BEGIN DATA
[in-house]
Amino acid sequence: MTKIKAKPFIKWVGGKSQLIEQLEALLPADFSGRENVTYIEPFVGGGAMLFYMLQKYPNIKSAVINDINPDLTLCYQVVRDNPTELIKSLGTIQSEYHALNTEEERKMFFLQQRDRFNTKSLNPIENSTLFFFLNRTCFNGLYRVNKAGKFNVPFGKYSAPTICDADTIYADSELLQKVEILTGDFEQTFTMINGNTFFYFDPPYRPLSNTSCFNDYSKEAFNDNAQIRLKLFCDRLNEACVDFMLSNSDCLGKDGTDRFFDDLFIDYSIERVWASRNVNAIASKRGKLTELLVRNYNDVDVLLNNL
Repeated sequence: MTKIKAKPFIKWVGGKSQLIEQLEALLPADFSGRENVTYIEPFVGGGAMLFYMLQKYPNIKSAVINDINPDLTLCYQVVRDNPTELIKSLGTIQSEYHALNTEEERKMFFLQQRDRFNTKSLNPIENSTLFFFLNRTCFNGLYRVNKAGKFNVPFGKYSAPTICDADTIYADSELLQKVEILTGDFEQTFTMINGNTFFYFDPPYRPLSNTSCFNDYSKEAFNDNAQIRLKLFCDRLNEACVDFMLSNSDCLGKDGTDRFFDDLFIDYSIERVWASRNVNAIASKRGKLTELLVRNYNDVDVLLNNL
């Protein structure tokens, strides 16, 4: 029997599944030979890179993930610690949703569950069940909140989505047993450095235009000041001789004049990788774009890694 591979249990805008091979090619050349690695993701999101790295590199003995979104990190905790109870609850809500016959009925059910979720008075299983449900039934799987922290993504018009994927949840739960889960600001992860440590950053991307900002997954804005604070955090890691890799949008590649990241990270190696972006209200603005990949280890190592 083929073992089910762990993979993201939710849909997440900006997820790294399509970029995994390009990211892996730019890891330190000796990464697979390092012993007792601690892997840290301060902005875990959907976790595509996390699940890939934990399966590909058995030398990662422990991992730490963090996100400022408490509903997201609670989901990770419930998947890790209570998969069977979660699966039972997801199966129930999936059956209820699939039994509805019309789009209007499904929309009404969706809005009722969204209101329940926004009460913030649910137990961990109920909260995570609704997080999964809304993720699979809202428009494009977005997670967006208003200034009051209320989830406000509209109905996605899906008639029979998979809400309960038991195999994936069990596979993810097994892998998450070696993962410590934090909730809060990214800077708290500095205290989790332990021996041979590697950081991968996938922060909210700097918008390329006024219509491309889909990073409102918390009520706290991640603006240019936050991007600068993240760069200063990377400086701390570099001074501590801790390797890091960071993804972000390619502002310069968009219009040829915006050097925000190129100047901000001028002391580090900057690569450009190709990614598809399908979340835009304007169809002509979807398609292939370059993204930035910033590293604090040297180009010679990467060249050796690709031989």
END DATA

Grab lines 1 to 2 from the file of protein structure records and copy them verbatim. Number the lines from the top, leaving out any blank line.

[in-house]
Amino acid sequence: MTKIKAKPFIKWVGGKSQLIEQLEALLPADFSGRENVTYIEPFVGGGAMLFYMLQKYPNIKSAVINDINPDLTLCYQVVRDNPTELIKSLGTIQSEYHALNTEEERKMFFLQQRDRFNTKSLNPIENSTLFFFLNRTCFNGLYRVNKAGKFNVPFGKYSAPTICDADTIYADSELLQKVEILTGDFEQTFTMINGNTFFYFDPPYRPLSNTSCFNDYSKEAFNDNAQIRLKLFCDRLNEACVDFMLSNSDCLGKDGTDRFFDDLFIDYSIERVWASRNVNAIASKRGKLTELLVRNYNDVDVLLNNL